Families return as Second World War bomb is removed from Royal Docks
- Credit: MPS
The Second World War bomb found in the Royal Docks in east London is now being transported to a secure area to be safely detonated further down the Thames.
The half-tonne device dropped by the Luftwaffe during the London Blitz some 77 years ago was uncovered in the King George V Dock at Silvertown in the early hours of Sunday morning.
It was uncovered close to the London City Airport runway during routine maintenance work on Sunday.
Met Police frogmen from their Thames base at Wapping were joined by a Royal Navy dive team to bring the bomb to the surface and take it to a remote part of the dock.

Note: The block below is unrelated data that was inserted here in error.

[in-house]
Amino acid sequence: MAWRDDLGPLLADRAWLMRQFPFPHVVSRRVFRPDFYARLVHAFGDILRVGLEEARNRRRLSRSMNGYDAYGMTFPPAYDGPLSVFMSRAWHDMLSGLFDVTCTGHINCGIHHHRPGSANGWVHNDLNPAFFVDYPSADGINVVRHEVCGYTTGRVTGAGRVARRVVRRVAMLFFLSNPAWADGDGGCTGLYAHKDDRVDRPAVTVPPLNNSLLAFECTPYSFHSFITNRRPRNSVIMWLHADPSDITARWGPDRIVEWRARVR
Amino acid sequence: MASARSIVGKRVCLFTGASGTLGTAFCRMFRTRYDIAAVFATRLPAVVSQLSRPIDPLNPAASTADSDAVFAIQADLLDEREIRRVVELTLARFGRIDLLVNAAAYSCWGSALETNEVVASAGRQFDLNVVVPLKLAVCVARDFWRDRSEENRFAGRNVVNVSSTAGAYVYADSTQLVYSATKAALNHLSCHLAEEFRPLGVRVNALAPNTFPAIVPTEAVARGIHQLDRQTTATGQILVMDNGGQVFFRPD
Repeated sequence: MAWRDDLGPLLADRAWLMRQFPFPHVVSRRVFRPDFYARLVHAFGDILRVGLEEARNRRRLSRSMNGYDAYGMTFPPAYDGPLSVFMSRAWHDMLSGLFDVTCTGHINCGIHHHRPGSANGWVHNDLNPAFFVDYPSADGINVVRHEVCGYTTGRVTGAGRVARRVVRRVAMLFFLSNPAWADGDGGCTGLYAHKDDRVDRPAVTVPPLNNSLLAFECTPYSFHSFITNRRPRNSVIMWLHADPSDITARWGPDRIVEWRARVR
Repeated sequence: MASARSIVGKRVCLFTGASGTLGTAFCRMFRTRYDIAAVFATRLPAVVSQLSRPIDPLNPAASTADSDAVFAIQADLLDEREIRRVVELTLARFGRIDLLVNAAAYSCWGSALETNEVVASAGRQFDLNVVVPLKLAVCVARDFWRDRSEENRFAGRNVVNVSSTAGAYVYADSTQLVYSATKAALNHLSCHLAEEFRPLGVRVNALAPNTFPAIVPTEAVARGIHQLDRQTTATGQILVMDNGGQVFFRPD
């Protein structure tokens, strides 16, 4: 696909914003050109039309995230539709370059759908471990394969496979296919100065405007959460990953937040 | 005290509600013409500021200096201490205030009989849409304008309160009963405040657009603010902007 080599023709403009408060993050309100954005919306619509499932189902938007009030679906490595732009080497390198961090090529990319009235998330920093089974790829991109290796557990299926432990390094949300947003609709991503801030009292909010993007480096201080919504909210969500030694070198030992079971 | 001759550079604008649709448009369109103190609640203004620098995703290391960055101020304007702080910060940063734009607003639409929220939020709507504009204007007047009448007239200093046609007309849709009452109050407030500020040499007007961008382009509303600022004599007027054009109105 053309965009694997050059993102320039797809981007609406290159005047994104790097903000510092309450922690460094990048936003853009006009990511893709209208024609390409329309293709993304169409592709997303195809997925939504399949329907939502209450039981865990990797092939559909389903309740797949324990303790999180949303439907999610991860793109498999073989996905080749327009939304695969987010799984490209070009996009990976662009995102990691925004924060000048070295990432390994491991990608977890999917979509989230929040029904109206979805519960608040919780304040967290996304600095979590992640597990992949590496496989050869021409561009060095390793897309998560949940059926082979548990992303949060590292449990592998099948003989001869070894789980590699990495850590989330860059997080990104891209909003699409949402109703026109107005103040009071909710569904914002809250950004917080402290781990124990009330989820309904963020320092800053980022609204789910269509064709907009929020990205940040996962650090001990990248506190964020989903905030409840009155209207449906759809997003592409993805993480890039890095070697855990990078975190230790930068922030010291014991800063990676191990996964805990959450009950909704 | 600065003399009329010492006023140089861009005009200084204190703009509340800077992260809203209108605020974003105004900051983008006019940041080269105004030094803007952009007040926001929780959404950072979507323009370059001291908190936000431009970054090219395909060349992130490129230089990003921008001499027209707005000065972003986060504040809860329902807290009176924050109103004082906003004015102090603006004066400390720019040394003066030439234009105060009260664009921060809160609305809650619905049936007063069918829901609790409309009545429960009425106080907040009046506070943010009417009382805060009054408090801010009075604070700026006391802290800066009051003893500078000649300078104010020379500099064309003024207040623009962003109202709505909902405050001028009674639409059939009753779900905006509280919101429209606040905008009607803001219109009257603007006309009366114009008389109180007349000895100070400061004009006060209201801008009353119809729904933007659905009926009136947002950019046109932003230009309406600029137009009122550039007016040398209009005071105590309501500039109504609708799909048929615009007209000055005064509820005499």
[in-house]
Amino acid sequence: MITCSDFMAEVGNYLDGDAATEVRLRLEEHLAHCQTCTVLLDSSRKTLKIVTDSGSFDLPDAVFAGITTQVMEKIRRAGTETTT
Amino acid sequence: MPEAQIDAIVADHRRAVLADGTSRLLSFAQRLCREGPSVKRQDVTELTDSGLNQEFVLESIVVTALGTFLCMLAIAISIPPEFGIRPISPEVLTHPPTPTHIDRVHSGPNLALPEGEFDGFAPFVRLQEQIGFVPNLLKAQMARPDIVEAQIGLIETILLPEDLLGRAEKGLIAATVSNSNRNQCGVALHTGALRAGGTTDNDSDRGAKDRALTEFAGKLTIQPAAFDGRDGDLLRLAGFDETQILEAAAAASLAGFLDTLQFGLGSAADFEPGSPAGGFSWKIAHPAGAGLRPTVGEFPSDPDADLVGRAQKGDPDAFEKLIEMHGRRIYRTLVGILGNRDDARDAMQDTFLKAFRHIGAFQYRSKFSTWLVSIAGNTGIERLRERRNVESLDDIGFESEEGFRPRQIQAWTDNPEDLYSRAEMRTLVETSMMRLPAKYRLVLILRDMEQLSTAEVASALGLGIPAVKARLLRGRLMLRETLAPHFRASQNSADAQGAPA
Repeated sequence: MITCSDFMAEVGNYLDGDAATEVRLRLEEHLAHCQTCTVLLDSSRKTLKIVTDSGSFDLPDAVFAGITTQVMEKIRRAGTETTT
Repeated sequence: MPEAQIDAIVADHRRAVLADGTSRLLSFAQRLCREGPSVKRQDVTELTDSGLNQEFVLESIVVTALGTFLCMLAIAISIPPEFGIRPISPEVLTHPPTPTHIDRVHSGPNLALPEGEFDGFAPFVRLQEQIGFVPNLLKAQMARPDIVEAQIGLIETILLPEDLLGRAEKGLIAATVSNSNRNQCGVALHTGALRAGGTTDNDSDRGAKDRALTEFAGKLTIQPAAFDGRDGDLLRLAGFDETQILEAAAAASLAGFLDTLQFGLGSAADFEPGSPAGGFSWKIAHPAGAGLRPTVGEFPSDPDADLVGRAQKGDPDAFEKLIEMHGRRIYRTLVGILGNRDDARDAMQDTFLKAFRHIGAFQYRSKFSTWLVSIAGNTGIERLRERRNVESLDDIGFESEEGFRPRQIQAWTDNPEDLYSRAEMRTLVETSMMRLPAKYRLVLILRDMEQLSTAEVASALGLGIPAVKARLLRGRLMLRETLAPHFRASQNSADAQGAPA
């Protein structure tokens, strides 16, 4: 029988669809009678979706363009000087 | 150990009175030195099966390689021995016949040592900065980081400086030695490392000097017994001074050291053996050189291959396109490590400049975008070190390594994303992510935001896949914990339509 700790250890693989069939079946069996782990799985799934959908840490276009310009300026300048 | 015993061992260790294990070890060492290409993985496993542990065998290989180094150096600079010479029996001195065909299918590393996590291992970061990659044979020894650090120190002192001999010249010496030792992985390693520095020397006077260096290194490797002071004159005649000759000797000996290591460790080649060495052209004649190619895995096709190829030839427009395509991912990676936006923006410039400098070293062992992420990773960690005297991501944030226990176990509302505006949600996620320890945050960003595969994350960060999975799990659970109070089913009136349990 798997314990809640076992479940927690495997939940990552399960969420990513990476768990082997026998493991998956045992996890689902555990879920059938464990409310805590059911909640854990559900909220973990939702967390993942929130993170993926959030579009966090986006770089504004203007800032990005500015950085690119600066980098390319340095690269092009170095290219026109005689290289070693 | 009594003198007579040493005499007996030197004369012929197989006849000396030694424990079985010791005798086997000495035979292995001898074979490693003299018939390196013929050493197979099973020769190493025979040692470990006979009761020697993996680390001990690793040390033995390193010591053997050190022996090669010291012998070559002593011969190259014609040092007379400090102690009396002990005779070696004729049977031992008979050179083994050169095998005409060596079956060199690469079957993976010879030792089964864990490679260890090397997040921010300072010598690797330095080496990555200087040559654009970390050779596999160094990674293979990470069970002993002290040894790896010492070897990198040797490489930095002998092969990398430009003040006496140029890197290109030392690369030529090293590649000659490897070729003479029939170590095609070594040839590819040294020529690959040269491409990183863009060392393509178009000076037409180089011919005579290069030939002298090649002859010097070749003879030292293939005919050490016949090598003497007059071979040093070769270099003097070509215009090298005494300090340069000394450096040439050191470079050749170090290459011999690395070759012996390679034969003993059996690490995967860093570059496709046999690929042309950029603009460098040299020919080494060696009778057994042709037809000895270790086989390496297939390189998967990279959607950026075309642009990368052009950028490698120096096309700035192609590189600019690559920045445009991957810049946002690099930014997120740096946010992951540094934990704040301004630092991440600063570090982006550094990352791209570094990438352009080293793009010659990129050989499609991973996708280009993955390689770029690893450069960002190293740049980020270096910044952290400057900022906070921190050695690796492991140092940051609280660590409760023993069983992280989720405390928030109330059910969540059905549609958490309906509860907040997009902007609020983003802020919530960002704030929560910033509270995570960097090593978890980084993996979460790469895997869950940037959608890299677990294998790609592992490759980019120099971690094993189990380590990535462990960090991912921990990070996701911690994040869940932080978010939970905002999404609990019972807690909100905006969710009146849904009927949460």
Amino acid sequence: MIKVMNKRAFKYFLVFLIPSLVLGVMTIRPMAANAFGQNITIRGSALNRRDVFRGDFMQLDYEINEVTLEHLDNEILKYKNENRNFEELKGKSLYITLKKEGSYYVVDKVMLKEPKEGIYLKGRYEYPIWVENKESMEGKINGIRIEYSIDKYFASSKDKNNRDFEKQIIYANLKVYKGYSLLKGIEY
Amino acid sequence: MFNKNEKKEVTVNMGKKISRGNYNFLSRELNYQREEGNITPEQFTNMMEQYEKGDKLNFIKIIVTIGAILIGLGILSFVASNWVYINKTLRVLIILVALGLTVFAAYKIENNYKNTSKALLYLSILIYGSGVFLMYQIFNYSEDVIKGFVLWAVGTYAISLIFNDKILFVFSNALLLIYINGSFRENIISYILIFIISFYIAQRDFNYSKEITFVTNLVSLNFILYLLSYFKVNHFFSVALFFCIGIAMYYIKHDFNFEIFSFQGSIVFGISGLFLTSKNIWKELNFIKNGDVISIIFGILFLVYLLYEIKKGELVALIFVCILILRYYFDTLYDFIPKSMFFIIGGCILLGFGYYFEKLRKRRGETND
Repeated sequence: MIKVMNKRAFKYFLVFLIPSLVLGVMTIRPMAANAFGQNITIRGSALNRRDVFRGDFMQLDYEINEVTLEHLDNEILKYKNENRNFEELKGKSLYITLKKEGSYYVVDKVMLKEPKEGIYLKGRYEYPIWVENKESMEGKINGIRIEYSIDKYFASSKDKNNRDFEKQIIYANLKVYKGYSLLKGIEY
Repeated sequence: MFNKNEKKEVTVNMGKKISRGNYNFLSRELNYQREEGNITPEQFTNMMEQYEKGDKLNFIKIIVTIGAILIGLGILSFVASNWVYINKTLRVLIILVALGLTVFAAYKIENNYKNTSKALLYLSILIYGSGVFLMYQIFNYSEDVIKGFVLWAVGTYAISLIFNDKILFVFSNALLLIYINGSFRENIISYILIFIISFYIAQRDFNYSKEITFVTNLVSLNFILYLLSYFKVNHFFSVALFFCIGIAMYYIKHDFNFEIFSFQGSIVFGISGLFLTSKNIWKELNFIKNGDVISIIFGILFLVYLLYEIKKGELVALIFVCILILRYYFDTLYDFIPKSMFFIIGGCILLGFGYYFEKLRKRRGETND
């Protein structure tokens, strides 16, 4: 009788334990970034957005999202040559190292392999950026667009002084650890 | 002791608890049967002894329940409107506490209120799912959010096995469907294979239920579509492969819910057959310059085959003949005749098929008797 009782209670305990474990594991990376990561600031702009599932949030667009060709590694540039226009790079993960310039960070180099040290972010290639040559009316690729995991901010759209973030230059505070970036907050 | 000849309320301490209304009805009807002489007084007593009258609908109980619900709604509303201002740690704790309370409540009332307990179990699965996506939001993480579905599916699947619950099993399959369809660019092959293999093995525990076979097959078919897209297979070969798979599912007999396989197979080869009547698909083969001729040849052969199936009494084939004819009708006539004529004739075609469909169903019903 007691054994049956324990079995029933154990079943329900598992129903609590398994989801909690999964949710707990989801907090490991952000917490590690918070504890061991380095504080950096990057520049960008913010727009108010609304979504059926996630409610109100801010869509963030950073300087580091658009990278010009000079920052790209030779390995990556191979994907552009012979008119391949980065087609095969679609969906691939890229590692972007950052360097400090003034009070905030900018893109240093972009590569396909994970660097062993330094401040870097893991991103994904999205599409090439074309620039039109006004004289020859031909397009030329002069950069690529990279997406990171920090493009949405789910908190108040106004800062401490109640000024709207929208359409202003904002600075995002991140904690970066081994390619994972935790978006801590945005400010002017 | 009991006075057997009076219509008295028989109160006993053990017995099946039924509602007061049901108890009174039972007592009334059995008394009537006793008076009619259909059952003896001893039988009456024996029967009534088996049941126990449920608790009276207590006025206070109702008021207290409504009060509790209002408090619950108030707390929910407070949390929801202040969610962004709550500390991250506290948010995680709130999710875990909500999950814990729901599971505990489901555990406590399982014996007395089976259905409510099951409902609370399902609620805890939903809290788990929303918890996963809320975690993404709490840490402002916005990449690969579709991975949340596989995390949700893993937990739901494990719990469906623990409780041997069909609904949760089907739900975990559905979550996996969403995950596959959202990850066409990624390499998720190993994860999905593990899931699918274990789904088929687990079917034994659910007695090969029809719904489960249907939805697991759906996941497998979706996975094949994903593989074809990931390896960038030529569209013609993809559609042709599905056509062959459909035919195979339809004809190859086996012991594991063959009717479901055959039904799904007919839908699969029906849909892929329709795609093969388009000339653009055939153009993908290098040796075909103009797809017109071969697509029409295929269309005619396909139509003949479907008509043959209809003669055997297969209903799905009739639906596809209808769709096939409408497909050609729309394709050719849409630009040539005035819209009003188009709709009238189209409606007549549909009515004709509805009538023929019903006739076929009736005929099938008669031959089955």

The airport was completely shut down for 24 hours and train services on the DLR were suspended.
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An ‘exclusion’ zone was set up, ready to transport the bomb safely down river.
But homes within the zone had to be evacuated. Families in Silvertown and North Woolwich were put up in emergency accommodation overnight by Newham Council, then allowed back this-morning with the bomb now safely downriver.
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Airport chief executive Robert Sinclair confirmed: “The ordnance discovered in King George V Dock has been safely removed and the exclusion zone now lifted.”
The airport was shut for 24 hours, but is now reopened with all flights resumed.